Monday, January 14, 2013

Fine, Upstanding Daisies Stitched in Brazilian Dimensional Embroidery

This is a Cast-on Daisy, one of our original Brazilian dimensional embroidery flowers. You can find instructions in any of the first Brazilian embroidery books published. Look for links and a bibliography prepared by our guild editor here at the BDEIG website.

      I'm not sure if anyone is interested in a bit of personal information, but when I started to learn B.E., I took two classes, learned how to make a bullion and a cast-on stitch, and then purchased the books Brazilian Embroidery Instructions by Barbara Demke Johnson and EdMar's Brazilian Embroidery Book 1 by Maria Freitas and started teaching myself. (I have since discovered that learning from fellow stitchers is an even better experience!)

Today I'm sharing a tip that a lot of stitchers may already know. I stitched the cast-on daisy pictured above with EdMar's Lola #041 (shaded mauve). When you stitch petals from the center out and around a circle, it's a good idea to place every other stitch first. Then, go around the circle again placing the same stitch between each. Each of these stitches is a 12-loop cast-on. You will have a nicer color placement - not all the dark color on one side, light on the other. This is just a suggestion; sometimes we have better ideas!
Oh! You spotted that needle beneath those petals! 
Well, there's a reason for that. After I work the stitches around a circular shape, I'll slip the needle beneath and go around and around the center 2-3 times and then pull and tug. All of the petals stand upright - and stay that way. See?
It's a B.E. technique I've named "Wrap 'n Gather", and it's wonderful when you are stitching on wearable items or "crushables" such as tote bags or pillows where the stitches can flatten this way and that. This technique keeps the stitches standing up. (By the way, my embroidery is far from being perfect, but if you ever want to see details, just double click these pictures and you'll have a HUGE version of what I've posted here.)  Note: Add the center bead or stitches first, before you wrap and gather.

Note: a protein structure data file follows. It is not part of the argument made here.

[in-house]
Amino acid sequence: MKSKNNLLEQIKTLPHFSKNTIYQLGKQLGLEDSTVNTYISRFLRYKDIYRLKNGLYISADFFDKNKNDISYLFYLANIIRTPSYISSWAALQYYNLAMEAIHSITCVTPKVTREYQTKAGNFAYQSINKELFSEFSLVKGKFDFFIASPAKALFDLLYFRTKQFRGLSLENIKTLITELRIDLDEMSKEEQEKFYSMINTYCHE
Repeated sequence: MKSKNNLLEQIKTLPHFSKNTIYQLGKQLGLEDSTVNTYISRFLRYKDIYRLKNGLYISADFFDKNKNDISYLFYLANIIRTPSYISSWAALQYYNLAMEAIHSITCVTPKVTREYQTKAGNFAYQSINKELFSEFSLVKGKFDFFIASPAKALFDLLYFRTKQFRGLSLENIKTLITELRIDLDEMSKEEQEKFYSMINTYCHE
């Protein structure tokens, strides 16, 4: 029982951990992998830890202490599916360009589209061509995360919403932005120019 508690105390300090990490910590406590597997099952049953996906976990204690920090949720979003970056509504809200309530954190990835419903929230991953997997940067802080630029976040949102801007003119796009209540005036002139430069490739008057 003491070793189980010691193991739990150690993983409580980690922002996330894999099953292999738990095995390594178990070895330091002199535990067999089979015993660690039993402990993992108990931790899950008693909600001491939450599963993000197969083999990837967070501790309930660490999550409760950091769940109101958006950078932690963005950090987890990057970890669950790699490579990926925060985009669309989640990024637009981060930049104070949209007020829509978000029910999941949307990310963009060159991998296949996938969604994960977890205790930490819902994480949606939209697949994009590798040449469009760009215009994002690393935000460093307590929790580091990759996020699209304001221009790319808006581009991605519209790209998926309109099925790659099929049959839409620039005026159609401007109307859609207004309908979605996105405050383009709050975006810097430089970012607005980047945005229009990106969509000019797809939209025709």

This is another idea for you to try. When we are stitching lobed leaves, such as oak leaves or chrysanthemum leaves, I'll often work each section separately - start with a lazy daisy and add a blanket stitch right next to it. Go back to the center vein and repeat around. You can work around the leaf entirely, or you can work to the tip and then work the other side, base to tip.
           Don't forget, when you have that space, you can add a contrasting color between stitches or you can stitch an outline stitch center vein. You can do ANYTHING when you are doing Brazilian embroidery. That's why it is so much fun!

And now I will put together my Rosey Posey tutorial for you. Back soon!


  1. I love the flower Rosalie, thank you for sharing your info about rapping the needle round to make the flowers stand up, I will be trying this method it looks so good!

  2. Thank you, Susan. This cast-on daisy (same as the bullion daisy, but a different stitch) is one of the original Brazilian embroidery flower designs.
    By the way, I only wrapped beneath the stitches 2-3 times, but you can thread up a new floss strand (even a different color) and go round and round and round until the entire area is filled for a padded look.

    Try anything! You can place fewer cast-on stitches and then fill the area beneath with wrapping, or make shorter cast-on stitches and again wrap, wrap, wrap. Anything goes in B.E.!

  3. Wow lovely as always and thanks for that hint, now I see why this daisy looks so real.

  4. Very Beautiful Work....Thank You For Sharing It With Us......................................................Judith Paterson